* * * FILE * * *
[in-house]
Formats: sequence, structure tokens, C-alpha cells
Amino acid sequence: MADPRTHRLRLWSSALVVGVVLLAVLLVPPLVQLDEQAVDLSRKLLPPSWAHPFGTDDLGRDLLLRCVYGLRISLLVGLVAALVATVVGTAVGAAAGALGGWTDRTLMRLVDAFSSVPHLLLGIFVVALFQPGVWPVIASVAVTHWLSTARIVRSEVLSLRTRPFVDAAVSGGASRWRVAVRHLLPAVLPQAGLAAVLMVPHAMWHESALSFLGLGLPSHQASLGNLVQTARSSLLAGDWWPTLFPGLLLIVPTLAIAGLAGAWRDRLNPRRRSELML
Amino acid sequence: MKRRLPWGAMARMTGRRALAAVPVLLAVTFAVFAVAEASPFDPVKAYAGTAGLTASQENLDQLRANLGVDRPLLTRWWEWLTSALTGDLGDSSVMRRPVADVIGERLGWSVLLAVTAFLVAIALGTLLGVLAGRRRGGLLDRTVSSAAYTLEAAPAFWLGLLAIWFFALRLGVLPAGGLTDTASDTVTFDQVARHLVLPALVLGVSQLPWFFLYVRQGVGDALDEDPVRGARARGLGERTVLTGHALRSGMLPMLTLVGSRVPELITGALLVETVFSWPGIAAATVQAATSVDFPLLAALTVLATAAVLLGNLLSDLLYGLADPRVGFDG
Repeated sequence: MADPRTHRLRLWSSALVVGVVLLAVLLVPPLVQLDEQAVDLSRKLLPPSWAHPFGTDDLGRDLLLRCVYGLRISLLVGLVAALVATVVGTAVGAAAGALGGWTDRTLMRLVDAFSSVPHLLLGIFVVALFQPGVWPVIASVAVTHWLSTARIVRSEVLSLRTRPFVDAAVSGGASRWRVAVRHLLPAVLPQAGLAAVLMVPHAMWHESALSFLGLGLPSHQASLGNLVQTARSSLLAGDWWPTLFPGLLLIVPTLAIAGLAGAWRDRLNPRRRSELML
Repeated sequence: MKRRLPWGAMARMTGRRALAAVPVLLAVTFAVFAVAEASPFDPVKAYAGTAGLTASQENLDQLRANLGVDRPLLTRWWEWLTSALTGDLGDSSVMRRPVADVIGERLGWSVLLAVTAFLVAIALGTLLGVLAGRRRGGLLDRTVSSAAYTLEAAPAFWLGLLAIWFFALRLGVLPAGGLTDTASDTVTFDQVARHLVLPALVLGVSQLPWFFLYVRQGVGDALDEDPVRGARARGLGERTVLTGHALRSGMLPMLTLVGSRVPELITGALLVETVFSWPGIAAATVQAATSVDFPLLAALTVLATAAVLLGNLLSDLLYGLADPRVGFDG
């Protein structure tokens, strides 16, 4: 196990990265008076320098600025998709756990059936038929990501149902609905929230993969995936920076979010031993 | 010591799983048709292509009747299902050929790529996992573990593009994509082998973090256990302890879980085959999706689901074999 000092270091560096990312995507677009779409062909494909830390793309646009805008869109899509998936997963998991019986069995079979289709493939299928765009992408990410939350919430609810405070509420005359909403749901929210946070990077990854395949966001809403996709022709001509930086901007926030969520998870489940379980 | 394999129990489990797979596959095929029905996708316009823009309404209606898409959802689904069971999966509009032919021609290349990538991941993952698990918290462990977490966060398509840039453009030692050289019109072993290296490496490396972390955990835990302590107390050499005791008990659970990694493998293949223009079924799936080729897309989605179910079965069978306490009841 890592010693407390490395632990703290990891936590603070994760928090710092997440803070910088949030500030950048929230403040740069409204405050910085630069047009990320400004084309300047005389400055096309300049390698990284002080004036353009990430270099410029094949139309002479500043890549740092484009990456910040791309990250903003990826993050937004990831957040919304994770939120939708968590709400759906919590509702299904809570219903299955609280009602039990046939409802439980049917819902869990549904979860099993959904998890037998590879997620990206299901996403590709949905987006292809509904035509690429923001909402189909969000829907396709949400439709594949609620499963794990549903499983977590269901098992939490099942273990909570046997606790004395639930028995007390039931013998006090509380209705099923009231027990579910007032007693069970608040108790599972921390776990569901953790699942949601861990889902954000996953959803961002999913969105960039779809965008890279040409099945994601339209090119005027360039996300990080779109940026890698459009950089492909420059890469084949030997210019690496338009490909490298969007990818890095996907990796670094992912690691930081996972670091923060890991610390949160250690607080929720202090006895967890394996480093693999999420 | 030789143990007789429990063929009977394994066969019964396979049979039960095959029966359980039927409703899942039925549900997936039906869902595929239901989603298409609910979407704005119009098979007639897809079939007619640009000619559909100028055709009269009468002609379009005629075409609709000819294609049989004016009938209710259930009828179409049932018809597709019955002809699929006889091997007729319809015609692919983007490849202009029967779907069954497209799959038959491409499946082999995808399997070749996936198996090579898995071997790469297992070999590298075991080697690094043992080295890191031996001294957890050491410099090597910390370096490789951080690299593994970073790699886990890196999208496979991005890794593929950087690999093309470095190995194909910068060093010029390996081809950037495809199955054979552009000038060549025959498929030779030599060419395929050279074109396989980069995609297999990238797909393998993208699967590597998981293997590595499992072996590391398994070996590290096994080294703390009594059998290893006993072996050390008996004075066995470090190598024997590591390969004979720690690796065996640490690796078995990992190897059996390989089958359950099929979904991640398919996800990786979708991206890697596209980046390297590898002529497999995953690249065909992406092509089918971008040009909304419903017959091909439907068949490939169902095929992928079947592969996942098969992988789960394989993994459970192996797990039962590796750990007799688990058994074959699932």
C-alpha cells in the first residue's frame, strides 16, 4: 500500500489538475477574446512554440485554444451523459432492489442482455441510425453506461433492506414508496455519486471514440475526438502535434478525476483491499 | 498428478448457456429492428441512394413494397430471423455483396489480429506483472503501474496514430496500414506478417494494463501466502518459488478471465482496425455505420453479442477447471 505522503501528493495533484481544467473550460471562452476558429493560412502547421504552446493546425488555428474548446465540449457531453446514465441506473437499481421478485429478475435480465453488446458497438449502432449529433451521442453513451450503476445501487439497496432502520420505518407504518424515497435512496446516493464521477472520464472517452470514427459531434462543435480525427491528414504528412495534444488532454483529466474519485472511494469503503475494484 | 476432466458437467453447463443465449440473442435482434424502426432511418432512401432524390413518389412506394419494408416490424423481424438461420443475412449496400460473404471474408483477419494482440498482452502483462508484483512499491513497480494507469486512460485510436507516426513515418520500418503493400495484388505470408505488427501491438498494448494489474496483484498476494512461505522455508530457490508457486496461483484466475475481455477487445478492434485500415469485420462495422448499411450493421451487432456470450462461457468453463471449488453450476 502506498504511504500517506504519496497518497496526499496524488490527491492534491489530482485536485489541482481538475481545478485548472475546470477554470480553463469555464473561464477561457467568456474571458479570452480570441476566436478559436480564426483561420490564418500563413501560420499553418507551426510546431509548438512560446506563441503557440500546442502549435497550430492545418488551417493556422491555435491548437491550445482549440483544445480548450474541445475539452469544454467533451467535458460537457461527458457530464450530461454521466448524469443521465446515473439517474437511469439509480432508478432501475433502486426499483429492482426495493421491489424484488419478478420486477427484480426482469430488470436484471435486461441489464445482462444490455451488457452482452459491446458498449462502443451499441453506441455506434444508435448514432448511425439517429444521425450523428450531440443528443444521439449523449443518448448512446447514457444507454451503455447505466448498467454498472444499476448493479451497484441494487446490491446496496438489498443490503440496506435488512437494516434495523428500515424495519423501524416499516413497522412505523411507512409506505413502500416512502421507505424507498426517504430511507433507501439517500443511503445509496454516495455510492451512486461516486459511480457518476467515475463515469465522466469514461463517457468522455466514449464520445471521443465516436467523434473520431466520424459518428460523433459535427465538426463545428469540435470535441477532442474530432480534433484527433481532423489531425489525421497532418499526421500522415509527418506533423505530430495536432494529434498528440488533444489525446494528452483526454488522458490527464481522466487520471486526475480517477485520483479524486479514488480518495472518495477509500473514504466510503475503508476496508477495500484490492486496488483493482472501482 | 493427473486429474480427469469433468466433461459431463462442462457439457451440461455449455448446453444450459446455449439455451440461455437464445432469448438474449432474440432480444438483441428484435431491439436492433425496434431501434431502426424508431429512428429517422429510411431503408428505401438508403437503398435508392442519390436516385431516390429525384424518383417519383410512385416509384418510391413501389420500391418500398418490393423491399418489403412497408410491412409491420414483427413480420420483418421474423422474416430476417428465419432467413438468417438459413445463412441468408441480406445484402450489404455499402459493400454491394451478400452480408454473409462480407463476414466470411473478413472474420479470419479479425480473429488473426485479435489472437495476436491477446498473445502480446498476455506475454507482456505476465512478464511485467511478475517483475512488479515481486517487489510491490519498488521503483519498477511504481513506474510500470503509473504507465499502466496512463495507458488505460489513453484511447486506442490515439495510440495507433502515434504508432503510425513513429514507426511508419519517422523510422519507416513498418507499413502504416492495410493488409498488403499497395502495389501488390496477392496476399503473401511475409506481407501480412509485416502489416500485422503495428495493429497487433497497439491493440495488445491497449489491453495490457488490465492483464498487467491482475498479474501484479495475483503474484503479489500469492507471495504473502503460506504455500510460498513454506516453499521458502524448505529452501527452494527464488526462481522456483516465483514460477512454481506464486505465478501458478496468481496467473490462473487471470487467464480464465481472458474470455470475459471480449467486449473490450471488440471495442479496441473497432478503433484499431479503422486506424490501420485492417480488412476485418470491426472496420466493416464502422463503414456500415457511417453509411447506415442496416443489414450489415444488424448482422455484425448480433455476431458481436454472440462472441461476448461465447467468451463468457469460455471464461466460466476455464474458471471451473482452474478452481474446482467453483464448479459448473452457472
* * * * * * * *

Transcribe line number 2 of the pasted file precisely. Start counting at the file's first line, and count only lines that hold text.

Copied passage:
Formats: sequence, structure tokens, C-alpha cells